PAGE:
Lot 11
  • 11

Sir Anthony Caro OM, CBE, RA

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Description

  • Sunshine
  • painted steel

Provenance

Henry Feiwel, New York
André Emmerich Gallery, New York
Sue Pittman, Texas 
Acquired from the above by the present owner in December 1991

Exhibited

Washington, Gallery of Modern Art, Sculpture: 1960-64, 1965
Toronto, David Mirvish Gallery, Anthony Caro, 1966
New York, André Emmerich Gallery, Anthony Caro: Important Early Sculpture at Top Gallant Farm1985

Literature

David Annesley, et. al., 'Anthony Caro's Work: A Symposium for Four Sculptors', in Studio Internationalvol. 177, no. 907, January 1969, illustrated p. 19
Diane Waldeman, Anthony Caro, Oxford,1982, no. 29, illustrated n.p.
'Anthony Caro: Important Early Sculpture at Top Gallant Farm’, Exhibition Advertisement, in Art NewsSummer 1985, n. p., illustrated in colour on the inside cover
Dieter Blume (ed.), Anthony Caro: Catalogue Raisonné, Steel Sculptures 1960-1980Cologne, 1996, vol. III, no. 837, illustrated p. 188
Ian Barker, Anthony Caro: Quest for New Sculpture, Künzelsau, 2004, mentioned pp. 140 & 157

Catalogue Note

Executed in 1964 during the artist’s stay in Bennington, Vermont, Sunshine represents an important juncture in Caro’s work. Caro wrote to André Emmerich in 1992, stating: ‘Sunshine was made very shortly after I started work at Bennington. I think it was the second sculpture I made in that series and was impressed by the sunny atmosphere of the place’. Created from thin sheets of brightly painted steel, Sunshine is an important example of the three principal changes Caro made to his art during this period in terms of their manufacture, viewer engagement and his use of the ground as a further dimension.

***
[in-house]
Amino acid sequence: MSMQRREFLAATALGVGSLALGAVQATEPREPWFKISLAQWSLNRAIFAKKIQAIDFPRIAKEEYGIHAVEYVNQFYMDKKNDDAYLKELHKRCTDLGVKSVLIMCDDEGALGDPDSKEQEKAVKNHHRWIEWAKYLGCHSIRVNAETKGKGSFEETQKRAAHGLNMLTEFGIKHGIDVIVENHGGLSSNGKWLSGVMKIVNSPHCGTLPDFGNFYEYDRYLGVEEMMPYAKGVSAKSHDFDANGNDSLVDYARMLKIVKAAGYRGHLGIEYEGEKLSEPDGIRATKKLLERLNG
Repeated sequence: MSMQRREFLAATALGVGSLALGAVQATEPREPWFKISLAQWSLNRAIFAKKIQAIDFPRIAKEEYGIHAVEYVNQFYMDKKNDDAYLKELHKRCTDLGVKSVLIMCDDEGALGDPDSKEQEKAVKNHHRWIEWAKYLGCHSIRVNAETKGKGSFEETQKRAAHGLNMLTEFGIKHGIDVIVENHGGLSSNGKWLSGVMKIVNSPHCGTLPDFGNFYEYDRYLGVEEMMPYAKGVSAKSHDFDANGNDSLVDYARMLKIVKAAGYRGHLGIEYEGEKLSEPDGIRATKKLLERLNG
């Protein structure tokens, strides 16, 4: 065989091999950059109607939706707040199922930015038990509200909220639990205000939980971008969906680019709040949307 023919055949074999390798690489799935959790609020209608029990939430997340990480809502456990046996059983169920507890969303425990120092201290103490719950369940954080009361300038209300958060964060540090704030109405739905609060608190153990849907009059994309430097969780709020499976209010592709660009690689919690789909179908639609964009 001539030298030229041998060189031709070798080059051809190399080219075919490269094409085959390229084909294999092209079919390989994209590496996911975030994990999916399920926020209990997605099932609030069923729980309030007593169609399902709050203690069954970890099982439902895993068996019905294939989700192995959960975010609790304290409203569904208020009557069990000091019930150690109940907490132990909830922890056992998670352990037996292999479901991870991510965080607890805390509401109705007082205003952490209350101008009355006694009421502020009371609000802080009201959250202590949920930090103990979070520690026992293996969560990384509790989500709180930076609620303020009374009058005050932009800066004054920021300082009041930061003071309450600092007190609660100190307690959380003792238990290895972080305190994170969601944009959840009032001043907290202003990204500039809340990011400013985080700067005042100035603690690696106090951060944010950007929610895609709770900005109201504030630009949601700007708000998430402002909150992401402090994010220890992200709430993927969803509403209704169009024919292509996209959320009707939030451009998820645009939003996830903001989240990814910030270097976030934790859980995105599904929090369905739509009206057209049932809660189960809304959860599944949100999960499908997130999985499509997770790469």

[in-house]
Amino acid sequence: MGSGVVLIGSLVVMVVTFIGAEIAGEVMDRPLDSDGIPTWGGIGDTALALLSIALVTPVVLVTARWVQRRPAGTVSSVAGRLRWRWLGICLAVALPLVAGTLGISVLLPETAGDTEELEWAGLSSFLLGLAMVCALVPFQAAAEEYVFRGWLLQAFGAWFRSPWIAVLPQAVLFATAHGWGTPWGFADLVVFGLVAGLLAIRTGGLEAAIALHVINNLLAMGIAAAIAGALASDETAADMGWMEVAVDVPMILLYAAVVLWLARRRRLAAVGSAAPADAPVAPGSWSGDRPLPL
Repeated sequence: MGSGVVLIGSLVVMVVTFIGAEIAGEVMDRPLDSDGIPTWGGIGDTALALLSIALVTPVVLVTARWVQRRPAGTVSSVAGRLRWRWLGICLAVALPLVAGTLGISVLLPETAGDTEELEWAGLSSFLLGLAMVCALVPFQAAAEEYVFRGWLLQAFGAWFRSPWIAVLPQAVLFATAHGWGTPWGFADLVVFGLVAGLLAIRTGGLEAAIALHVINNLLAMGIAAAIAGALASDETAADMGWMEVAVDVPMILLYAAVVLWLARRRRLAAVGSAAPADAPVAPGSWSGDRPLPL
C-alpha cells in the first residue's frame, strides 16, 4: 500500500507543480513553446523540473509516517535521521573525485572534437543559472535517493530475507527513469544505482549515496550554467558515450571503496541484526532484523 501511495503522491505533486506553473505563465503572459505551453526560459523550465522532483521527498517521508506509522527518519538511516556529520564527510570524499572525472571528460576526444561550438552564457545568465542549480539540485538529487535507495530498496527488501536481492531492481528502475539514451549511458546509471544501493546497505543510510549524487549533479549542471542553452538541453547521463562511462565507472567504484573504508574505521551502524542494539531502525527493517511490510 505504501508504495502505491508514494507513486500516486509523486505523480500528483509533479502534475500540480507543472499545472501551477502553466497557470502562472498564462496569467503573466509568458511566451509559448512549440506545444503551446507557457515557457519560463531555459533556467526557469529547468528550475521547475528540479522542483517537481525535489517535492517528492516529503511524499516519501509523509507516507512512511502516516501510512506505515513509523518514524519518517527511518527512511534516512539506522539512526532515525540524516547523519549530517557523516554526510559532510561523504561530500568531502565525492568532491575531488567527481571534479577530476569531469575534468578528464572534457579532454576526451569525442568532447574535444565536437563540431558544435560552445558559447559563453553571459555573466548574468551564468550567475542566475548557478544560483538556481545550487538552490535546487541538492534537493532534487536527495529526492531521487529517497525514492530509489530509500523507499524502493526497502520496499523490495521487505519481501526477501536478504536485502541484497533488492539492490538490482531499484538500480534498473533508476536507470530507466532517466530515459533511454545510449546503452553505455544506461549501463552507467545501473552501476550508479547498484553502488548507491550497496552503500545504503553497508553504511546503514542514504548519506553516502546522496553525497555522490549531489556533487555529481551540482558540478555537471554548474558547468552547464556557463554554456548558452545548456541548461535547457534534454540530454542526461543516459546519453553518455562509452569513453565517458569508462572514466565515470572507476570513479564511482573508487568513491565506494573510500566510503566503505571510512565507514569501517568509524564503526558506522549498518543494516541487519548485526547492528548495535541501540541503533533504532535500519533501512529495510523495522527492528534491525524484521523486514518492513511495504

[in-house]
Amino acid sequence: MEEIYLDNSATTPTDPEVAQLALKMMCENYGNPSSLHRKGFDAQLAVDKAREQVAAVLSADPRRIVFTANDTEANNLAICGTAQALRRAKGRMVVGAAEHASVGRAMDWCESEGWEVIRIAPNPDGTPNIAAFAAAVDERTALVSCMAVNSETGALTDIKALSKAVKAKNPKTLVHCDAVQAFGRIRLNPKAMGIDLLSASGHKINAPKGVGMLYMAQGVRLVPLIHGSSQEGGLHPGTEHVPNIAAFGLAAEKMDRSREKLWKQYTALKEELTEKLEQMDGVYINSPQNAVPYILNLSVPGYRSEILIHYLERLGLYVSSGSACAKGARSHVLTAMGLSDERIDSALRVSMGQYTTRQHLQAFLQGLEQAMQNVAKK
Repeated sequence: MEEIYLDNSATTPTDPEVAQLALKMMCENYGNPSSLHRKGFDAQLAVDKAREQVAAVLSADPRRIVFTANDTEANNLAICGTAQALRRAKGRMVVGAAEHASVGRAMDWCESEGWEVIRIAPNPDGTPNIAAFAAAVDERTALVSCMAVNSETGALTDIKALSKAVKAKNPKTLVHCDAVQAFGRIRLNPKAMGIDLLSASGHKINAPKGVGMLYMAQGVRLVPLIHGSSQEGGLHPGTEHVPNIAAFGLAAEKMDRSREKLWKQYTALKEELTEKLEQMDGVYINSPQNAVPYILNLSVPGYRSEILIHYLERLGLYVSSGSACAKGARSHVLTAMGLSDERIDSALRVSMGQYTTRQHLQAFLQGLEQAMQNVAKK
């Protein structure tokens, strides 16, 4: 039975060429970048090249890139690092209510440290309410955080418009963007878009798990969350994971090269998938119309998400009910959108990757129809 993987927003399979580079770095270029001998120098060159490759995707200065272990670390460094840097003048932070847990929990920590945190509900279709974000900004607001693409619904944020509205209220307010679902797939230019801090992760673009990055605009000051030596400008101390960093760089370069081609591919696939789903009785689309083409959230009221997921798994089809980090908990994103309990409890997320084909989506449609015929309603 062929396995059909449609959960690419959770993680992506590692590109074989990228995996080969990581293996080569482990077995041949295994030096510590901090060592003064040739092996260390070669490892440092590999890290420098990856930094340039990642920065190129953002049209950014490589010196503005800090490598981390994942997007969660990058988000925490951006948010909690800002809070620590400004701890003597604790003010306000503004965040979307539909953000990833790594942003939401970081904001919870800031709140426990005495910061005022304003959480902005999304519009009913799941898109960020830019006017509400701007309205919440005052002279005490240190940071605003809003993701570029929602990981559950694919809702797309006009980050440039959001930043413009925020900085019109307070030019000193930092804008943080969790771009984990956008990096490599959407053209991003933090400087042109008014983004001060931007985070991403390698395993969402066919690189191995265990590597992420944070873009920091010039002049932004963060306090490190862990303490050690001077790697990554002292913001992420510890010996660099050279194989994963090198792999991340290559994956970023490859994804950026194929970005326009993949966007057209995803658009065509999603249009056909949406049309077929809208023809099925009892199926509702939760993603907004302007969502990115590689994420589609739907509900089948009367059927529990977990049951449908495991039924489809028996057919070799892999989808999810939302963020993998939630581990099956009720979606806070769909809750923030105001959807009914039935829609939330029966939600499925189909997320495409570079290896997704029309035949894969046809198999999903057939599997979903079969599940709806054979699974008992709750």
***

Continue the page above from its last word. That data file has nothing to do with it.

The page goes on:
Having studied under the eminent figurative sculptor Henry Moore in the early 1950s, by the turn of the decade Caro’s art had begun to develop its own unique abstract language. In part, this artistic transformation came from a formative visit that the sculptor made in 1959 to America on a three-month travel grant. Here he briefly met for the first time artists such as Kenneth Noland, Jules Olitski, Helen Frankenthaler, Robert Motherwell and David Smith. It was on his return to England that Caro began to make what is arguably his most famous work, the iconic Early One Morning that is part of the Tate collection in London. At once monumental and weighty, yet seemingly ethereal and delicate, the very weightlessness of Early One Morning had begun to trouble Caro in the years that followed. When the artist returned to America in 1963 he sought to resolve this issue by introducing new compositional elements and ended up creating some of the most spectacular works of his career, including Sunshine.

 

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